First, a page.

The Mount Vernon Hotel Museum & Garden sits on land originally owned by Colonel William Stephens Smith and his wife Abigail Adams Smith, daughter of John Adams. It was built in 1799 as a carriage house and was converted into a "day hotel" (similar to a country-club) in 1826 at a time when midtown Manhattan offered a semi-rural respite from the bustle of downtown. Today, eight fully furnished rooms are open to the public as a museum.


  • 1776 map of Manhattan illustrating how rural what would become E 61st St. was at the time of the construction of Mount Vernon.
    1776 map of Manhattan illustrating how rural what would become E 61st St. was at the time of the construction of Mount Vernon.
  • 51 years after its original construction, the Mount Vernon Hotel as a private residence on a still quaint E. 61st Street in 1850.
    51 years after its original construction, the Mount Vernon Hotel as a private residence on a still quaint E. 61st Street in 1850.
  • An etching of Mount Vernon surrounded by trees and nature.
    An etching of Mount Vernon surrounded by trees and nature.
  • The restored Historic Tavern Room at Mount Vernon Hotel Museum and Gardens today.
    The restored Historic Tavern Room at Mount Vernon Hotel Museum and Gardens today.
  • Mount Vernon Hotel Museum and Gardens dwarfed by E 61st St. towers today.
    Mount Vernon Hotel Museum and Gardens dwarfed by E 61st St. towers today.

Surrounded today by skyscrapers, the FDR Drive, and the Queensboro Bridge, The Mount Vernon Hotel Museum and Garden was once the carriage house for a bucolic 23-acre estate on the East River. The property was owned by Colonel William Stephens Smith (a veteran of the Revolutionary War and later a United States Representative from New York) and his wife Abigail Adams Smith, though they never lived there. They named it in honor of George Washington's famous plantation in Virginia.  

In 1826, after the main-house burned down, the American author Joseph C. Hart--known for being the first to theorize that William Shakespeare was not the true author of the works of Shakespeare--bought and converted the carriage-house into "The Mount Vernon Hotel," which it served as until 1833.1 The Hotel advertised itself as, "free from the noise and dust of the public roads, and fitted up and intended for only the most genteel and respectable."2 It was popular among New Yorkers who wanted to escape busy downtown life at a time when much of Manhattan above 14th Street was wooded and Central Park was yet to be built. The Hotel offered boating activities, card games in its parlors, lemonade and spirits to Manhattanites on their evening stroll or carriage ride out of the city, as well as other activities.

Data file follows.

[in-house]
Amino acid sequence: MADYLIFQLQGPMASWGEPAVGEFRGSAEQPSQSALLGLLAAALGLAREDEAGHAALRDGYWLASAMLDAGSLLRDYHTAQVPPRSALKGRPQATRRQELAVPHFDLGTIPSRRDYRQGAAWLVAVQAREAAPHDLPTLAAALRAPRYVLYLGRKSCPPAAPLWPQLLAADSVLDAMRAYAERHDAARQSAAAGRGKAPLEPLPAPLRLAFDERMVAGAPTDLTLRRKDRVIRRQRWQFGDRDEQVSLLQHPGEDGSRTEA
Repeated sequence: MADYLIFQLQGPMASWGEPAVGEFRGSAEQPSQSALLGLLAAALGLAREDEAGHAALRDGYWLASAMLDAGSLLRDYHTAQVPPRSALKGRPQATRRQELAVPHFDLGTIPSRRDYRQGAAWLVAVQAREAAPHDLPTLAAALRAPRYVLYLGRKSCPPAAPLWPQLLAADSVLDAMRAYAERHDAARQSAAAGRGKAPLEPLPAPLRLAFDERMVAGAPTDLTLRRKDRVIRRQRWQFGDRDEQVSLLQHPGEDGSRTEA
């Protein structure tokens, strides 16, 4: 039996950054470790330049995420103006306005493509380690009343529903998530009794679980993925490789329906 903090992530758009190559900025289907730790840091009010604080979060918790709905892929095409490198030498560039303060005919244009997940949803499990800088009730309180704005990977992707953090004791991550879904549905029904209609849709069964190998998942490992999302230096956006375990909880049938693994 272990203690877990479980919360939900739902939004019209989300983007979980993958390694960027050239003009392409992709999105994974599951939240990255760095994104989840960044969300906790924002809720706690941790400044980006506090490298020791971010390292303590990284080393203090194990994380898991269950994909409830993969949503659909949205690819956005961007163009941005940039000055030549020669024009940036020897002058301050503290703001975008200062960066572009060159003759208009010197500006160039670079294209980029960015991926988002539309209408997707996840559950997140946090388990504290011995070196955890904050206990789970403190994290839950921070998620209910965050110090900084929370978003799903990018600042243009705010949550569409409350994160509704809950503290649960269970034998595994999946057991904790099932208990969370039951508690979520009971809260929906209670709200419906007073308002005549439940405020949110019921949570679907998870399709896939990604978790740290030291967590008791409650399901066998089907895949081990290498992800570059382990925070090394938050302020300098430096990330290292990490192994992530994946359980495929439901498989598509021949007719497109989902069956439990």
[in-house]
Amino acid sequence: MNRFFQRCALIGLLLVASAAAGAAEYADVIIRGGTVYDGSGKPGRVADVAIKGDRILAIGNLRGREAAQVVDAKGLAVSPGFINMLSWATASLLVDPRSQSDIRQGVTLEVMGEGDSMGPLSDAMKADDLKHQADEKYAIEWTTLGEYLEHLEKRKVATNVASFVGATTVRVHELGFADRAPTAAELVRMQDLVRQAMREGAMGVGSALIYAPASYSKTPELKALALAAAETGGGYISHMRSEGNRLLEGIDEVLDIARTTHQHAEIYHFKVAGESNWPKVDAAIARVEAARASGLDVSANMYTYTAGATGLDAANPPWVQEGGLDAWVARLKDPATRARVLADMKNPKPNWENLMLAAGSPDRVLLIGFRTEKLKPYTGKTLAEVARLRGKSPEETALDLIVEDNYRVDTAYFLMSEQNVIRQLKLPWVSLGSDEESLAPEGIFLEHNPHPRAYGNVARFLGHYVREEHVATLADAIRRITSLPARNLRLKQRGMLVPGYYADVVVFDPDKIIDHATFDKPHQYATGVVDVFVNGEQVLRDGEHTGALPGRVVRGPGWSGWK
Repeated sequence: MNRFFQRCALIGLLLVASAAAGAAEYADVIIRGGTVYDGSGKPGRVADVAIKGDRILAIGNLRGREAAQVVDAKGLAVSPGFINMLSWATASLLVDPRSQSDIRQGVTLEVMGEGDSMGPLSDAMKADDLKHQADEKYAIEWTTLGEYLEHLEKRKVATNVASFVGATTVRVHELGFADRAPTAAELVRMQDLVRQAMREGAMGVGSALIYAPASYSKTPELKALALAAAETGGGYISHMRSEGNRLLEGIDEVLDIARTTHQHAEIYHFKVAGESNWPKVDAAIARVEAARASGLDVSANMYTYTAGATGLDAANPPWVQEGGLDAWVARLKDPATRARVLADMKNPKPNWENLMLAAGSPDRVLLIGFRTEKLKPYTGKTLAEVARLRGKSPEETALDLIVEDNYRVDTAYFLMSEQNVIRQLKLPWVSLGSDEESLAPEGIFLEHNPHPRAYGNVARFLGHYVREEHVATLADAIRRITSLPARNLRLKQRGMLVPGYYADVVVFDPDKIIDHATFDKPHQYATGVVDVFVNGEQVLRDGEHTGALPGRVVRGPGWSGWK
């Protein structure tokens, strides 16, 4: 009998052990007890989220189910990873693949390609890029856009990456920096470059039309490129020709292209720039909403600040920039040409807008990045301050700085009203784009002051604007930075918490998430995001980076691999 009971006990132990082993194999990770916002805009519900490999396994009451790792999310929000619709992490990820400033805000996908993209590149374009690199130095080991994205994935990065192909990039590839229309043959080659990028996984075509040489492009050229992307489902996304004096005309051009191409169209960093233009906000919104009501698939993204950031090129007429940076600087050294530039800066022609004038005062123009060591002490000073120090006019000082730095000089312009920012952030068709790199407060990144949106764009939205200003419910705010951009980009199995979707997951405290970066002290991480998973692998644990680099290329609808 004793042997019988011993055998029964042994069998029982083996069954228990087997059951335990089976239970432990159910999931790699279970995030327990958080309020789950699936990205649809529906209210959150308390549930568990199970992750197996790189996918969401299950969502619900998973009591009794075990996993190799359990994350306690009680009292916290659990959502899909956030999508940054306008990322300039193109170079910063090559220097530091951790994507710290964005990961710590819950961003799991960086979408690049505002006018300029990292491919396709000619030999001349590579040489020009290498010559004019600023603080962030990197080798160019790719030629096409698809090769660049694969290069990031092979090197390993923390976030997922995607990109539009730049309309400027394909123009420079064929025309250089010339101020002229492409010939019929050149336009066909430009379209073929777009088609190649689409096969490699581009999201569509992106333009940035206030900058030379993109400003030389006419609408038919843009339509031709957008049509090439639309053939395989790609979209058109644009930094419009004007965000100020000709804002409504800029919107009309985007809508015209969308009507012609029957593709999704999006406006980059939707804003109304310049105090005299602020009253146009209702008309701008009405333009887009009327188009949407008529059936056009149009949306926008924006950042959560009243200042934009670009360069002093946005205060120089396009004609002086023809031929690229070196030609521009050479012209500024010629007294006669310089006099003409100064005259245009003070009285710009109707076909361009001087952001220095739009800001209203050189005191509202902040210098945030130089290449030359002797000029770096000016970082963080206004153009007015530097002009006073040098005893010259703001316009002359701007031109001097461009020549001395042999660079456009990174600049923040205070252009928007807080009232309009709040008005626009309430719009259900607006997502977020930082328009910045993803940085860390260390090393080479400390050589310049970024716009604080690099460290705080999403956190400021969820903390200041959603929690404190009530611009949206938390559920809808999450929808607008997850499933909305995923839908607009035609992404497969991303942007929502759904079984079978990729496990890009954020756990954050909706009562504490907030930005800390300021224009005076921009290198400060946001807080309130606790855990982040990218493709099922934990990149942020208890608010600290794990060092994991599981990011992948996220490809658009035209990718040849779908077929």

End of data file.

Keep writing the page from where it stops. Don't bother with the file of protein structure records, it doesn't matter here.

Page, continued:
A New York City family bought the hotel in 1833 and occupied the hotel as a family home for three generations. In 1905 
the building was purchased by Standard Gas Light Company, which would become Con Ed. The Colonial Dames of America, a woman’s patriotic society purchased and restored the building beginning in 1924 and opening it in 1939 to coincide with the New York World Fair. in 1973, The New York City Preservation Commission designated the site an Historic Landmark. Originally named the Abigail Adams Smith House, the site was renamed the Mount Vernon Hotel Museum & Garden in 2000. Today the museum is one of the few 18th-century buildings remaining in Manhattan and boasts a unique collection of antebellum objects and furniture. 

1 Untapped Cities. "The Mount Vernon Hotel, Built in 1799 & Still Getting Mail at 412 E 61th Street." Accessed November 14, 2018. https://untappedcities.com/2012/06/21/the-mount-vernon-hotel-built-in-1799-still-getting-mail-at-412-e-61st-street/
Mount Vernon Hotel Museum & Garden. "About Us [History and Timeline]." Accessed November 14, 2018. https://www.mvhm.org/about-us/.